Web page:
State Auditor Pat McCarthy: Just like big cities, small towns need public accountability

Aug 7, 2023

This op-ed by State Auditor Pat McCarthy first appeared in the July 30, 2023 edition of the Spokesman Review.

One of the last stories to run in the Grant County Journal detailed important civic concerns – the city of Soap Lake’s financial health continued to decline and a special investigation found the police chief conducted personal business while working for the city, including purchasing and selling a police vehicle between other cities during work hours.

That journalism was based on a May report by my office, the Office of the Washington State Auditor. The Grant County Journal closed the following month after 116 years.

The issues raised by our work still deserve attention. We will follow up on our findings in a future audit. But who will shine a light on the results next time, now that the local paper has gone dark?

Dedicated reporters, editors, photographers and more are doing yeoman’s work every day to bring the news to their communities even as the number of local news outlets shrinks. In my role as the state’s independent auditor, the decline in local newspapers, especially small-town newspapers, is a concern because hometown media often bring our work to the community’s attention. This is a critical step in maintaining government accountability.

Some of the Grant County Journal’s struggles were particular to newspapers, like the cost of newsprint, and some were common to rural areas, like the difficulty of recruiting talented young staff.

For small governments, the consequences of failing to recruit capable staff and fully train them can be a loss of public funds and the loss of public trust that comes with that.

Soap Lake is not alone. Recently, our audit showed the city of Kahlotus lost more than $5,000 because no one reviewed the city’s bank statements other than the clerk-treasurer, who was responsible for the misappropriation.

In Springdale, the mayor was responsible for more than $15,000 in misappropriated public funds using the town’s debit card. No one reconciled bank statements in a timely manner, no one reviewed those reconciliations and the town did not consistently collect receipts to verify that purchases were in the public interest.

There are more such findings in small cities across the state. The dollar amounts may not warrant news stories in large media markets, but the questions they raise absolutely deserve the attention of the residents of those small towns.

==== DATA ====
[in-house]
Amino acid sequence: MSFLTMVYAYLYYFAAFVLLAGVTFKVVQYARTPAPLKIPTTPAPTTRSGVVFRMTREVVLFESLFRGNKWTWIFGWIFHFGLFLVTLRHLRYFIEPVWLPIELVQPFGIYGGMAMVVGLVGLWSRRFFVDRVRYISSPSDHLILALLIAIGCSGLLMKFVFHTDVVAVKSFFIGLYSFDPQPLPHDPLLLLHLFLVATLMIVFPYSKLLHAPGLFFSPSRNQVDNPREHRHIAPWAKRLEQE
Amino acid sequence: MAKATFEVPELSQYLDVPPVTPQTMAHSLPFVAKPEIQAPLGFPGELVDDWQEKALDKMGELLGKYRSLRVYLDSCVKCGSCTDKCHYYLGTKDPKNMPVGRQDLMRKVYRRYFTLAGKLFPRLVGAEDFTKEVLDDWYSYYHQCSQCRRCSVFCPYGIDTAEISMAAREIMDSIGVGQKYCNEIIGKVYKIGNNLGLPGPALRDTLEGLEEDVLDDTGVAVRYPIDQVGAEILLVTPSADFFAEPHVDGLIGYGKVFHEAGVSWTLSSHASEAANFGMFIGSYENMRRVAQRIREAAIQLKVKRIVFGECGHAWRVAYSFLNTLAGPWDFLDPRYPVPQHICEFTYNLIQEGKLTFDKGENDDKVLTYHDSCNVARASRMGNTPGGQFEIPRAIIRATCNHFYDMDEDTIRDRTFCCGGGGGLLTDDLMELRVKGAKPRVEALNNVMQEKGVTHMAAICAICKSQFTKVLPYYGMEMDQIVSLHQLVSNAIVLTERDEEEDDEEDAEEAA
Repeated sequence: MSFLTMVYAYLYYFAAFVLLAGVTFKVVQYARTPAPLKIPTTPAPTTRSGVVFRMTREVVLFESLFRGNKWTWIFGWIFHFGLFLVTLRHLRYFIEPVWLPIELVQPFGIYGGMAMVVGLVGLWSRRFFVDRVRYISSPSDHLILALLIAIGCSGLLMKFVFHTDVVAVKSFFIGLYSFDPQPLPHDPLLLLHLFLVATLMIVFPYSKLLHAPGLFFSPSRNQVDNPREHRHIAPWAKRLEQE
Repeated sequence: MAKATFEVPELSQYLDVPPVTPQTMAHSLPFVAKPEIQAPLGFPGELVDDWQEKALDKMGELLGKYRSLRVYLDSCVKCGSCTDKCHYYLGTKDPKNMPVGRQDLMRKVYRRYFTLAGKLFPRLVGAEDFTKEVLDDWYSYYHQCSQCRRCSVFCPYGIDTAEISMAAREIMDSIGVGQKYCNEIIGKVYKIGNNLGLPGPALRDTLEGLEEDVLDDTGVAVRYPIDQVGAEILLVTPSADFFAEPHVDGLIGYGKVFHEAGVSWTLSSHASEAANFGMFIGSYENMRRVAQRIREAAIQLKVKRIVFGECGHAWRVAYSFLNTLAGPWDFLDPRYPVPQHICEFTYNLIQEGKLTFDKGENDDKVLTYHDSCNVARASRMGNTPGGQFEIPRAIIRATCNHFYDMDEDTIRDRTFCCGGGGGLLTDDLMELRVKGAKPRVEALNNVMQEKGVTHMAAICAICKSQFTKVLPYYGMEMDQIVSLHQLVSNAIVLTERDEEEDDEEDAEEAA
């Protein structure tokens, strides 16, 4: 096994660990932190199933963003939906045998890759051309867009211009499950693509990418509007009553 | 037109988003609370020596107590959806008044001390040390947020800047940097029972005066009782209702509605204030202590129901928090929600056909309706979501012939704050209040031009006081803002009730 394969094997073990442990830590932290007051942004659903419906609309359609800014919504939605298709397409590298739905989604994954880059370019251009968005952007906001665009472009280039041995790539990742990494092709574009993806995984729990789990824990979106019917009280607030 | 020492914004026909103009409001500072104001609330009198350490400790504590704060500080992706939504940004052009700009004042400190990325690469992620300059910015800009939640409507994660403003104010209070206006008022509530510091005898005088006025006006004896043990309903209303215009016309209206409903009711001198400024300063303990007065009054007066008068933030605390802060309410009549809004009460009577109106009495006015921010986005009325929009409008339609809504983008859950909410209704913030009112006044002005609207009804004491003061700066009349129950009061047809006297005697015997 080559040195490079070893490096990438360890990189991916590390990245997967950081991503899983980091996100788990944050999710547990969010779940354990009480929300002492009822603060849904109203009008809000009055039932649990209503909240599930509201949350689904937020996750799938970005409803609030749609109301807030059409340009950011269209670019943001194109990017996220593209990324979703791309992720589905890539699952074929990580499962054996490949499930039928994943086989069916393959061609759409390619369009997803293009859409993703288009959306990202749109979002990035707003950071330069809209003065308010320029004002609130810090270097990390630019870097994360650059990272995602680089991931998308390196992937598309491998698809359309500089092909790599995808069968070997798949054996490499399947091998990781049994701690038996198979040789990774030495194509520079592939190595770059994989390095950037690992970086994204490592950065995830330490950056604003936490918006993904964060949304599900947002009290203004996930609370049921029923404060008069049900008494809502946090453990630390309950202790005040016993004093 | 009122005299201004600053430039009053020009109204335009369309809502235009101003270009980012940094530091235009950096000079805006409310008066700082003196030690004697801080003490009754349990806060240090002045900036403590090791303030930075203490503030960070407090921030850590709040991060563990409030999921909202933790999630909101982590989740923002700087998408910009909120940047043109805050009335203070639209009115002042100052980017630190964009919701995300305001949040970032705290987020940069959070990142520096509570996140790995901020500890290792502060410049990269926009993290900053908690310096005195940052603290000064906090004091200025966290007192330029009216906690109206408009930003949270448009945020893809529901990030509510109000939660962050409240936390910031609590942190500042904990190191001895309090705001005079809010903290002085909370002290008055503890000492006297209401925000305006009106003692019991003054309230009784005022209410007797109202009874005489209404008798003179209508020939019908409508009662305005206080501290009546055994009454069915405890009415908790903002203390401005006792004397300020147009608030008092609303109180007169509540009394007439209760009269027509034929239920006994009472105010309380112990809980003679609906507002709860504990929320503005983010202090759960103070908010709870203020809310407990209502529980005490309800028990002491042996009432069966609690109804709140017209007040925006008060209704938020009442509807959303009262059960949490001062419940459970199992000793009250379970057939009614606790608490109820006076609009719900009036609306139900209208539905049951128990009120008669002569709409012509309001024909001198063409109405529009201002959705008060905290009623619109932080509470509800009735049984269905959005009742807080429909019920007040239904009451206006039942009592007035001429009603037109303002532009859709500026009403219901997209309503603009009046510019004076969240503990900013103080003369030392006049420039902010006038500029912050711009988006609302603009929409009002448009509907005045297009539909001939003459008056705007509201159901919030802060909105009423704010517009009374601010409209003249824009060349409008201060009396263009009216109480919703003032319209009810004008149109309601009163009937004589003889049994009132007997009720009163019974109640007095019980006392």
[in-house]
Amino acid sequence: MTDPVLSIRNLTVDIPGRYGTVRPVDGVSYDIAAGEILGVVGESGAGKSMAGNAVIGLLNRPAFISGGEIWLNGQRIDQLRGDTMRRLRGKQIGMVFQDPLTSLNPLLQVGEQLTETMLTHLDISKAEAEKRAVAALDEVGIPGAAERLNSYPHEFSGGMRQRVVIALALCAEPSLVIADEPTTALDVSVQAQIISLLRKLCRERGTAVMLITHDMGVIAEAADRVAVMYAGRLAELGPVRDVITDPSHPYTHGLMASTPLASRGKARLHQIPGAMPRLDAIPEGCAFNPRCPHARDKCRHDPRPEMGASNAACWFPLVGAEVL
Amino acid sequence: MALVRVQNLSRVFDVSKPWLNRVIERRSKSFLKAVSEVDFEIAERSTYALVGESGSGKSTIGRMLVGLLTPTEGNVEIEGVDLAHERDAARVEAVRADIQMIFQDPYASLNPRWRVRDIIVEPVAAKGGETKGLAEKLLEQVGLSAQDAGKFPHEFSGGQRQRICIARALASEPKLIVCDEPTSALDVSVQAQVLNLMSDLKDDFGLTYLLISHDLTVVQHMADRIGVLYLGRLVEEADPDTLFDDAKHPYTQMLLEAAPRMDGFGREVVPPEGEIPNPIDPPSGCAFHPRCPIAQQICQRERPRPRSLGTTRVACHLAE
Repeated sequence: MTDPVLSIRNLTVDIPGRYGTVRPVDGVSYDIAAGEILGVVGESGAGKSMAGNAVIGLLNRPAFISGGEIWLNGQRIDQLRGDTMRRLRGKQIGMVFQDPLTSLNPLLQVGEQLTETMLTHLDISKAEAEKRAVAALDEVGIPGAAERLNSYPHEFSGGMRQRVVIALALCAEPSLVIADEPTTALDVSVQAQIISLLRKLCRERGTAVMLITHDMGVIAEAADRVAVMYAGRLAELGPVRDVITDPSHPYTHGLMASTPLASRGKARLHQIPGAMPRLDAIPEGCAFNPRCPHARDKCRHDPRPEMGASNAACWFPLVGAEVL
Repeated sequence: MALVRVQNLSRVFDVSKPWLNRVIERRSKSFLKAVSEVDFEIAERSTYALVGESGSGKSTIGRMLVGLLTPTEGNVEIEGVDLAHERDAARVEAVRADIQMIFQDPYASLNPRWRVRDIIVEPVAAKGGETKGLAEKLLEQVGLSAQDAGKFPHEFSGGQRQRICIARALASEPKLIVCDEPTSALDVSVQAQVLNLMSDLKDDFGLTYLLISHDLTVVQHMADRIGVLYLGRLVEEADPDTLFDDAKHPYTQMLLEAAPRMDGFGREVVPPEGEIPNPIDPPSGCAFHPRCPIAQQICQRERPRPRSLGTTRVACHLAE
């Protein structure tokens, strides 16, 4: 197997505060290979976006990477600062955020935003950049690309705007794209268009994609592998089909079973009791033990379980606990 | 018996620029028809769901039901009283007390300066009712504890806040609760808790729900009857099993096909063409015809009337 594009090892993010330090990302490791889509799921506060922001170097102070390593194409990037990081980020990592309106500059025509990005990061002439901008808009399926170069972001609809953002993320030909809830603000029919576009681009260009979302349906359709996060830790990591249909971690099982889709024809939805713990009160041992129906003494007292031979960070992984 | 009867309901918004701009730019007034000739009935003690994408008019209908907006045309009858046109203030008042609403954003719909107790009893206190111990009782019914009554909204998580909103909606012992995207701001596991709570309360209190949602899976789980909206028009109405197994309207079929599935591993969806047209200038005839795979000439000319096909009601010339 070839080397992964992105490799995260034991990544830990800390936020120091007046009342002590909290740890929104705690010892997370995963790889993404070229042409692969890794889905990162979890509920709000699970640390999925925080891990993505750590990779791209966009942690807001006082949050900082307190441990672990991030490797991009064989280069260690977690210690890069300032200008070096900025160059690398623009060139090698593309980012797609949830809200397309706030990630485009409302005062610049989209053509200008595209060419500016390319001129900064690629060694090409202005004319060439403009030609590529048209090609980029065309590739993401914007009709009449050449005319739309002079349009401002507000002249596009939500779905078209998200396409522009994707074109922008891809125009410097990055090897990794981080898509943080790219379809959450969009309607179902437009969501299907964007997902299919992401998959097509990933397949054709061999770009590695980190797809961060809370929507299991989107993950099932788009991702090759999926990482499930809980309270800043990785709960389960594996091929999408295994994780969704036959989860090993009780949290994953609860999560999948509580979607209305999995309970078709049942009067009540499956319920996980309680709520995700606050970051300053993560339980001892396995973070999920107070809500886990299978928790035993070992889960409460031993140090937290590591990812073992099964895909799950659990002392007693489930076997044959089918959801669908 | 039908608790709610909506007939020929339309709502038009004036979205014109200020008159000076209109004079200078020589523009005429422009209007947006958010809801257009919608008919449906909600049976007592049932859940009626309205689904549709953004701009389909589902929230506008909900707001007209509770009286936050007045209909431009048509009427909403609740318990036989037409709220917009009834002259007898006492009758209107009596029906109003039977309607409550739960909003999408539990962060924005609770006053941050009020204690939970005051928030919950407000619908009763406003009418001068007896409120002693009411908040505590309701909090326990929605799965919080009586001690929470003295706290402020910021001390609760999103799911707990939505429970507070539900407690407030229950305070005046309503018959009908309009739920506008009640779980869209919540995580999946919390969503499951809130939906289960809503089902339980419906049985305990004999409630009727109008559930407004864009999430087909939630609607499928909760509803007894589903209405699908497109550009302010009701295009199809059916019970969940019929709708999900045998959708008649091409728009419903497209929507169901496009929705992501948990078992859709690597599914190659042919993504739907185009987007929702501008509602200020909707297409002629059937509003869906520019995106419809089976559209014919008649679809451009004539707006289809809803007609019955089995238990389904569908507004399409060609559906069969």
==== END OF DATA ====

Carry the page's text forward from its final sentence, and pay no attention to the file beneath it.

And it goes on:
Correcting the issues we find requires elected leaders in those communities to roll up their sleeves and check the work of the governments they oversee. Those communities have the support of the state auditor’s office.

My office is increasing efforts to ensure small towns have the resources and understanding they need to implement strong safeguards and ensure transparent operations. As part of that effort, we met with local staff and officials by attending the Association of Washington Cities’ across the state.

This September, the Washington Finance Officers Association will meet in Spokane, and our annual talk on preventing fraud has been elevated from a break-out session to a presentation to the entire membership of public finance professionals.

What about preserving small-town news coverage? As the auditor, I don’t have the answers, but I can say this – Washingtonians still want to know what their governments are doing.

In recent years, my office has been contacted directly by private residents and by new outlets, including “citizen journalists” running personal sites and more sophisticated news organizations founded as nonprofits. New partnerships have formed. The Inatai Foundation, for example, recently partnered with the news site Crosscut to fund accountability coverage of federal relief spending in Washington.

Whatever organization they represent, reporters usually have the same reasons for contacting the State Auditor’s Office. They want to better understand the issues we found, why we are raising them as a concern and what recommendations we are making to address them.

We are happy to provide answers. Educating the public through our work is a longstanding strategic goal of our office. Responding to one capable journalist’s questions can help empower thousands of Washingtonians who read or watch their reports.

I am proud to say that government accountability is a value shared by Washingtonians of all stripes, whether they live in small towns or big cities, no matter their politics, and whether they work inside or outside of the government.

The State Auditor’s Office has been delivering independent audits of every state agency and local government in the state for 134 years, and we will continue to make them available to the public. I encourage residents of small towns to read those reports, keep asking their officials tough questions – and support reporters who do the same.